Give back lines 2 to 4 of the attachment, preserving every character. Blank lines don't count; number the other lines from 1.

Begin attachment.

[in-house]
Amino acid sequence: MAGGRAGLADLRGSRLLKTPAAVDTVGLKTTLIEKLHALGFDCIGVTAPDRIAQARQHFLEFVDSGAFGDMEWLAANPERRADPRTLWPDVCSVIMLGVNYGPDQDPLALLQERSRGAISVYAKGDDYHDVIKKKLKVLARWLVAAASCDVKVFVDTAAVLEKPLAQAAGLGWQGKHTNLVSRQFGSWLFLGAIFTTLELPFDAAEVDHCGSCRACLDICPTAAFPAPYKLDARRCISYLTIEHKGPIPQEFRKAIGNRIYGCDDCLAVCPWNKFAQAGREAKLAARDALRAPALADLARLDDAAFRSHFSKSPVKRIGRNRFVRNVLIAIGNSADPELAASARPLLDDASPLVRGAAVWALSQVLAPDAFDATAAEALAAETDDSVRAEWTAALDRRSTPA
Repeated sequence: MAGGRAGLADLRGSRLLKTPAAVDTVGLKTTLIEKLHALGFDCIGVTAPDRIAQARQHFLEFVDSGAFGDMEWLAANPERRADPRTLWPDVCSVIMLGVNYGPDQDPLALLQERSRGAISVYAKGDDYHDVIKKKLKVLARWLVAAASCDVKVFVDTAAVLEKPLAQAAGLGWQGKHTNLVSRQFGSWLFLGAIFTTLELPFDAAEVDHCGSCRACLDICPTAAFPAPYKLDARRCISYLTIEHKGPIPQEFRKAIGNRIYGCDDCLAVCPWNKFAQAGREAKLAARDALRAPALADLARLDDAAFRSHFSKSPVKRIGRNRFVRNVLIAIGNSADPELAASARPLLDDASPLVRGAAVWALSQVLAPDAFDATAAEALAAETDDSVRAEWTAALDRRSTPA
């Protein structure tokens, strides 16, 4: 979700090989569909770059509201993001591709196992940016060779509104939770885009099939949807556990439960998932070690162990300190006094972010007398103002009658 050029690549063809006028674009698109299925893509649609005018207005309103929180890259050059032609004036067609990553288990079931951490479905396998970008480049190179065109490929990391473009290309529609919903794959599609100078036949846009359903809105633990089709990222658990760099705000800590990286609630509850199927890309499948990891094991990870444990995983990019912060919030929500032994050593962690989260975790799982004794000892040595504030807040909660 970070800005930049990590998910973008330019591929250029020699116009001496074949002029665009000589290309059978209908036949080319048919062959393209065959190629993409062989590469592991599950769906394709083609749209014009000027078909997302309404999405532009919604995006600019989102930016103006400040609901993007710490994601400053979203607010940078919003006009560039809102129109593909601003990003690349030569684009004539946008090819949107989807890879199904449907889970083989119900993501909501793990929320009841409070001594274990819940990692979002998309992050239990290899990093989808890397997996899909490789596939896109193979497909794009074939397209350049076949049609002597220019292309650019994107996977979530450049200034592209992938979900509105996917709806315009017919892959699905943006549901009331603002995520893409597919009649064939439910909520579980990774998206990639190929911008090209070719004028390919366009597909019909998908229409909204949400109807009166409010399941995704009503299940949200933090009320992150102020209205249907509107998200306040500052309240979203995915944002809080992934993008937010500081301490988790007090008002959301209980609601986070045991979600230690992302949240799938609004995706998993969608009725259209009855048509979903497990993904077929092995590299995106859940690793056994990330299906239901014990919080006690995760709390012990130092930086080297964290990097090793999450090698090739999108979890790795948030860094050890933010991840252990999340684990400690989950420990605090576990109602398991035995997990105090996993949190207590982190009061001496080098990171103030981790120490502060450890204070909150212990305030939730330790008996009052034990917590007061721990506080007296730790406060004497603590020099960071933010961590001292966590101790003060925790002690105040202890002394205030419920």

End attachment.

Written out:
Amino acid sequence: MAGGRAGLADLRGSRLLKTPAAVDTVGLKTTLIEKLHALGFDCIGVTAPDRIAQARQHFLEFVDSGAFGDMEWLAANPERRADPRTLWPDVCSVIMLGVNYGPDQDPLALLQERSRGAISVYAKGDDYHDVIKKKLKVLARWLVAAASCDVKVFVDTAAVLEKPLAQAAGLGWQGKHTNLVSRQFGSWLFLGAIFTTLELPFDAAEVDHCGSCRACLDICPTAAFPAPYKLDARRCISYLTIEHKGPIPQEFRKAIGNRIYGCDDCLAVCPWNKFAQAGREAKLAARDALRAPALADLARLDDAAFRSHFSKSPVKRIGRNRFVRNVLIAIGNSADPELAASARPLLDDASPLVRGAAVWALSQVLAPDAFDATAAEALAAETDDSVRAEWTAALDRRSTPA
Repeated sequence: MAGGRAGLADLRGSRLLKTPAAVDTVGLKTTLIEKLHALGFDCIGVTAPDRIAQARQHFLEFVDSGAFGDMEWLAANPERRADPRTLWPDVCSVIMLGVNYGPDQDPLALLQERSRGAISVYAKGDDYHDVIKKKLKVLARWLVAAASCDVKVFVDTAAVLEKPLAQAAGLGWQGKHTNLVSRQFGSWLFLGAIFTTLELPFDAAEVDHCGSCRACLDICPTAAFPAPYKLDARRCISYLTIEHKGPIPQEFRKAIGNRIYGCDDCLAVCPWNKFAQAGREAKLAARDALRAPALADLARLDDAAFRSHFSKSPVKRIGRNRFVRNVLIAIGNSADPELAASARPLLDDASPLVRGAAVWALSQVLAPDAFDATAAEALAAETDDSVRAEWTAALDRRSTPA
């Protein structure tokens, strides 16, 4: 979700090989569909770059509201993001591709196992940016060779509104939770885009099939949807556990439960998932070690162990300190006094972010007398103002009658 050029690549063809006028674009698109299925893509649609005018207005309103929180890259050059032609004036067609990553288990079931951490479905396998970008480049190179065109490929990391473009290309529609919903794959599609100078036949846009359903809105633990089709990222658990760099705000800590990286609630509850199927890309499948990891094991990870444990995983990019912060919030929500032994050593962690989260975790799982004794000892040595504030807040909660 970070800005930049990590998910973008330019591929250029020699116009001496074949002029665009000589290309059978209908036949080319048919062959393209065959190629993409062989590469592991599950769906394709083609749209014009000027078909997302309404999405532009919604995006600019989102930016103006400040609901993007710490994601400053979203607010940078919003006009560039809102129109593909601003990003690349030569684009004539946008090819949107989807890879199904449907889970083989119900993501909501793990929320009841409070001594274990819940990692979002998309992050239990290899990093989808890397997996899909490789596939896109193979497909794009074939397209350049076949049609002597220019292309650019994107996977979530450049200034592209992938979900509105996917709806315009017919892959699905943006549901009331603002995520893409597919009649064939439910909520579980990774998206990639190929911008090209070719004028390919366009597909019909998908229409909204949400109807009166409010399941995704009503299940949200933090009320992150102020209205249907509107998200306040500052309240979203995915944002809080992934993008937010500081301490988790007090008002959301209980609601986070045991979600230690992302949240799938609004995706998993969608009725259209009855048509979903497990993904077929092995590299995106859940690793056994990330299906239901014990919080006690995760709390012990130092930086080297964290990097090793999450090698090739999108979890790795948030860094050890933010991840252990999340684990400690989950420990605090576990109602398991035995997990105090996993949190207590982190009061001496080098990171103030981790120490502060450890204070909150212990305030939730330790008996009052034990917590007061721990506080007296730790406060004497603590020099960071933010961590001292966590101790003060925790002690105040202890002394205030419920």